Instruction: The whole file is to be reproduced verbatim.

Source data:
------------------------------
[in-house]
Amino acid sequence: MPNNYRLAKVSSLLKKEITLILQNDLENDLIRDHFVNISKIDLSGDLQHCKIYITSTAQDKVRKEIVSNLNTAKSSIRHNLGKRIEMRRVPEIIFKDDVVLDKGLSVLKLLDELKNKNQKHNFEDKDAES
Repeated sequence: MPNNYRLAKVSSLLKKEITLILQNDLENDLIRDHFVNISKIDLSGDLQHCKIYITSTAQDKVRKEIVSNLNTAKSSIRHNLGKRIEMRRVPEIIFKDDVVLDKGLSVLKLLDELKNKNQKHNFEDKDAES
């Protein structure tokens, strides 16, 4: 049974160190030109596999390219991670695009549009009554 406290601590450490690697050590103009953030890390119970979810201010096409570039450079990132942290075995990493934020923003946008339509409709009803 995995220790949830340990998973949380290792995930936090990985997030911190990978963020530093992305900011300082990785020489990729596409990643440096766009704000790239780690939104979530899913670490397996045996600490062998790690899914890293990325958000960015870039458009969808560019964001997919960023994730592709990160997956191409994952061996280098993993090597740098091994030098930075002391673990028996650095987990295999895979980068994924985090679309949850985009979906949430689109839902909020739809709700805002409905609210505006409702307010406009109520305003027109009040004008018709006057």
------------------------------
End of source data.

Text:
[in-house]
Amino acid sequence: MPNNYRLAKVSSLLKKEITLILQNDLENDLIRDHFVNISKIDLSGDLQHCKIYITSTAQDKVRKEIVSNLNTAKSSIRHNLGKRIEMRRVPEIIFKDDVVLDKGLSVLKLLDELKNKNQKHNFEDKDAES
Repeated sequence: MPNNYRLAKVSSLLKKEITLILQNDLENDLIRDHFVNISKIDLSGDLQHCKIYITSTAQDKVRKEIVSNLNTAKSSIRHNLGKRIEMRRVPEIIFKDDVVLDKGLSVLKLLDELKNKNQKHNFEDKDAES
């Protein structure tokens, strides 16, 4: 049974160190030109596999390219991670695009549009009554 406290601590450490690697050590103009953030890390119970979810201010096409570039450079990132942290075995990493934020923003946008339509409709009803 995995220790949830340990998973949380290792995930936090990985997030911190990978963020530093992305900011300082990785020489990729596409990643440096766009704000790239780690939104979530899913670490397996045996600490062998790690899914890293990325958000960015870039458009969808560019964001997919960023994730592709990160997956191409994952061996280098993993090597740098091994030098930075002391673990028996650095987990295999895979980068994924985090679309949850985009979906949430689109839902909020739809709700805002409905609210505006409702307010406009109520305003027109009040004008018709006057």